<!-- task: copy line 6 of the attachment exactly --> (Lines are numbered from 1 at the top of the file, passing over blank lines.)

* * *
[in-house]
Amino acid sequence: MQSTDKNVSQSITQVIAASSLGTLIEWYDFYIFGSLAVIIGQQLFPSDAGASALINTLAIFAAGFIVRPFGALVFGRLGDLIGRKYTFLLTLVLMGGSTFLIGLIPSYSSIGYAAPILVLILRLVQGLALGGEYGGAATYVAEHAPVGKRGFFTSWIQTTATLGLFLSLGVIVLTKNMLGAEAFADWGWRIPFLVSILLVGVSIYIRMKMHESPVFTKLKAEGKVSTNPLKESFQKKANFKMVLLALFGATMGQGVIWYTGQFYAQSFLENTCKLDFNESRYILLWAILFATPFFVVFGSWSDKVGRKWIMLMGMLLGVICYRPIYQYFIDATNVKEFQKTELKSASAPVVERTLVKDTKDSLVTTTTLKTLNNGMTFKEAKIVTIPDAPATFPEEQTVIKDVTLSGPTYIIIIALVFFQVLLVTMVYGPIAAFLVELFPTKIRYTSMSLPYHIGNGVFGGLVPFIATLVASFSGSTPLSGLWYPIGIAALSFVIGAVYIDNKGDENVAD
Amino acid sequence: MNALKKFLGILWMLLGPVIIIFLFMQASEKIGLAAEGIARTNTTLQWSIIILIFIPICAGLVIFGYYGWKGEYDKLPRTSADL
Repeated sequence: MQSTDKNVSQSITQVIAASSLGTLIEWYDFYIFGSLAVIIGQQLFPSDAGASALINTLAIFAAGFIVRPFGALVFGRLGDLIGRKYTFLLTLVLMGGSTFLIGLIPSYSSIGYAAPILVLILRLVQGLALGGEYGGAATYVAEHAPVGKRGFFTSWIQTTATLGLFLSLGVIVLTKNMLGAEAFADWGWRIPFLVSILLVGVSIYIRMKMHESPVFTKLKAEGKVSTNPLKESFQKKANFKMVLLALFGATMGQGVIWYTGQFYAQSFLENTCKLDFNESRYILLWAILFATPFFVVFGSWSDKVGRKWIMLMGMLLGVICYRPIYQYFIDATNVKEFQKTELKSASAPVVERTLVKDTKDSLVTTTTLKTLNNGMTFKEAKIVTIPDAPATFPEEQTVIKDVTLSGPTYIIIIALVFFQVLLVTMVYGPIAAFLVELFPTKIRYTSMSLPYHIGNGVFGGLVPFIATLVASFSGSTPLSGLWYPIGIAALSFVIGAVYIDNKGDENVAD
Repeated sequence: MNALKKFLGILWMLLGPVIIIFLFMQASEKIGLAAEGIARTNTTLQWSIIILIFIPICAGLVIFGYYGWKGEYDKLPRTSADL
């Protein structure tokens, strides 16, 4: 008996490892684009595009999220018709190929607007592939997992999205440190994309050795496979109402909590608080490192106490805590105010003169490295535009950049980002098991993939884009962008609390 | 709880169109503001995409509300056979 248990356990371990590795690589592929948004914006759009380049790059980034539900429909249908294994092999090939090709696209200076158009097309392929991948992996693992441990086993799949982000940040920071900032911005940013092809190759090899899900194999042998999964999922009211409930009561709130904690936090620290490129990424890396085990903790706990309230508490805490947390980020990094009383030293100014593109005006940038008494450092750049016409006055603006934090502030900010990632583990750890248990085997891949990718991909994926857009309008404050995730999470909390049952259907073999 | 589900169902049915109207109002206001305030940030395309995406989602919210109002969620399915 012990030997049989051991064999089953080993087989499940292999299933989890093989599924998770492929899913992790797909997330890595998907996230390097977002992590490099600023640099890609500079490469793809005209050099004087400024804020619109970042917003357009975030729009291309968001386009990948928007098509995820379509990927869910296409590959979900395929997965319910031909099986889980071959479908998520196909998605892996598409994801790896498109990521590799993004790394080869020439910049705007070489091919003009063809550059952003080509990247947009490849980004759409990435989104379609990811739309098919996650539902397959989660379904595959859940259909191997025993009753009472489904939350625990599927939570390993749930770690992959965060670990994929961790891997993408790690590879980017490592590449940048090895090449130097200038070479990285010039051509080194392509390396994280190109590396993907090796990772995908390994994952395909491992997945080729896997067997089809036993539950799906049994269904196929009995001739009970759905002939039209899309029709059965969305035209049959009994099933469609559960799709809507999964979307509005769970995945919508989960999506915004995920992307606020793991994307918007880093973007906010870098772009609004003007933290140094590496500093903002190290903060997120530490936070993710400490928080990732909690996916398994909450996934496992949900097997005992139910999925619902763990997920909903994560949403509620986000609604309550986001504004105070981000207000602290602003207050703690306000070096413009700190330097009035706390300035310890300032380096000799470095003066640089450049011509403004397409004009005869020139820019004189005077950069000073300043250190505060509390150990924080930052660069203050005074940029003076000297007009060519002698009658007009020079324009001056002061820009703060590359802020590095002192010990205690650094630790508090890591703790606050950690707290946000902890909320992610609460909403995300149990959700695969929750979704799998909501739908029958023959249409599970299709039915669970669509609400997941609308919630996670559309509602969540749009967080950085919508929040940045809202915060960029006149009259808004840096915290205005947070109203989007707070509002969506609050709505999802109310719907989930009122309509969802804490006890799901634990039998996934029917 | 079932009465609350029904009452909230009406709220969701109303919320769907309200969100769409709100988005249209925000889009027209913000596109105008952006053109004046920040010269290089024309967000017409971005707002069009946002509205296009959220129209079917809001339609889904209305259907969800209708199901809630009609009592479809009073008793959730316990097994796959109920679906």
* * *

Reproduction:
């Protein structure tokens, strides 16, 4: 008996490892684009595009999220018709190929607007592939997992999205440190994309050795496979109402909590608080490192106490805590105010003169490295535009950049980002098991993939884009962008609390 | 709880169109503001995409509300056979 248990356990371990590795690589592929948004914006759009380049790059980034539900429909249908294994092999090939090709696209200076158009097309392929991948992996693992441990086993799949982000940040920071900032911005940013092809190759090899899900194999042998999964999922009211409930009561709130904690936090620290490129990424890396085990903790706990309230508490805490947390980020990094009383030293100014593109005006940038008494450092750049016409006055603006934090502030900010990632583990750890248990085997891949990718991909994926857009309008404050995730999470909390049952259907073999 | 589900169902049915109207109002206001305030940030395309995406989602919210109002969620399915 012990030997049989051991064999089953080993087989499940292999299933989890093989599924998770492929899913992790797909997330890595998907996230390097977002992590490099600023640099890609500079490469793809005209050099004087400024804020619109970042917003357009975030729009291309968001386009990948928007098509995820379509990927869910296409590959979900395929997965319910031909099986889980071959479908998520196909998605892996598409994801790896498109990521590799993004790394080869020439910049705007070489091919003009063809550059952003080509990247947009490849980004759409990435989104379609990811739309098919996650539902397959989660379904595959859940259909191997025993009753009472489904939350625990599927939570390993749930770690992959965060670990994929961790891997993408790690590879980017490592590449940048090895090449130097200038070479990285010039051509080194392509390396994280190109590396993907090796990772995908390994994952395909491992997945080729896997067997089809036993539950799906049994269904196929009995001739009970759905002939039209899309029709059965969305035209049959009994099933469609559960799709809507999964979307509005769970995945919508989960999506915004995920992307606020793991994307918007880093973007906010870098772009609004003007933290140094590496500093903002190290903060997120530490936070993710400490928080990732909690996916398994909450996934496992949900097997005992139910999925619902763990997920909903994560949403509620986000609604309550986001504004105070981000207000602290602003207050703690306000070096413009700190330097009035706390300035310890300032380096000799470095003066640089450049011509403004397409004009005869020139820019004189005077950069000073300043250190505060509390150990924080930052660069203050005074940029003076000297007009060519002698009658007009020079324009001056002061820009703060590359802020590095002192010990205690650094630790508090890591703790606050950690707290946000902890909320992610609460909403995300149990959700695969929750979704799998909501739908029958023959249409599970299709039915669970669509609400997941609308919630996670559309509602969540749009967080950085919508929040940045809202915060960029006149009259808004840096915290205005947070109203989007707070509002969506609050709505999802109310719907989930009122309509969802804490006890799901634990039998996934029917 | 079932009465609350029904009452909230009406709220969701109303919320769907309200969100769409709100988005249209925000889009027209913000596109105008952006053109004046920040010269290089024309967000017409971005707002069009946002509205296009959220129209079917809001339609889904209305259907969800209708199901809630009609009592479809009073008793959730316990097994796959109920679906």